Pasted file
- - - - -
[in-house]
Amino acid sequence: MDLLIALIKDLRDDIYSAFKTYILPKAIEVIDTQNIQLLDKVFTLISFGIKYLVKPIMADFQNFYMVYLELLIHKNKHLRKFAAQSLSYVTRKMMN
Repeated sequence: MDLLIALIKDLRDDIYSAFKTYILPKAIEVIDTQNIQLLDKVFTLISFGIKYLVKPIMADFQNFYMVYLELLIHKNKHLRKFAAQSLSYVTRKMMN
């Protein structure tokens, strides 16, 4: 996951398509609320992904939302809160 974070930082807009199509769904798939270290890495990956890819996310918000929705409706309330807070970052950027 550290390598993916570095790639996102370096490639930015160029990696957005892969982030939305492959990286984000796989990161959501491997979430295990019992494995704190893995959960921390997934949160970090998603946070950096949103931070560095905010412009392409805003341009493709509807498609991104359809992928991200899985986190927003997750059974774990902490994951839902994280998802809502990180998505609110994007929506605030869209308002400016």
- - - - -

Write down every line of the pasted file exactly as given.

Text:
[in-house]
Amino acid sequence: MDLLIALIKDLRDDIYSAFKTYILPKAIEVIDTQNIQLLDKVFTLISFGIKYLVKPIMADFQNFYMVYLELLIHKNKHLRKFAAQSLSYVTRKMMN
Repeated sequence: MDLLIALIKDLRDDIYSAFKTYILPKAIEVIDTQNIQLLDKVFTLISFGIKYLVKPIMADFQNFYMVYLELLIHKNKHLRKFAAQSLSYVTRKMMN
């Protein structure tokens, strides 16, 4: 996951398509609320992904939302809160 974070930082807009199509769904798939270290890495990956890819996310918000929705409706309330807070970052950027 550290390598993916570095790639996102370096490639930015160029990696957005892969982030939305492959990286984000796989990161959501491997979430295990019992494995704190893995959960921390997934949160970090998603946070950096949103931070560095905010412009392409805003341009493709509807498609991104359809992928991200899985986190927003997750059974774990902490994951839902994280998802809502990180998505609110994007929506605030869209308002400016």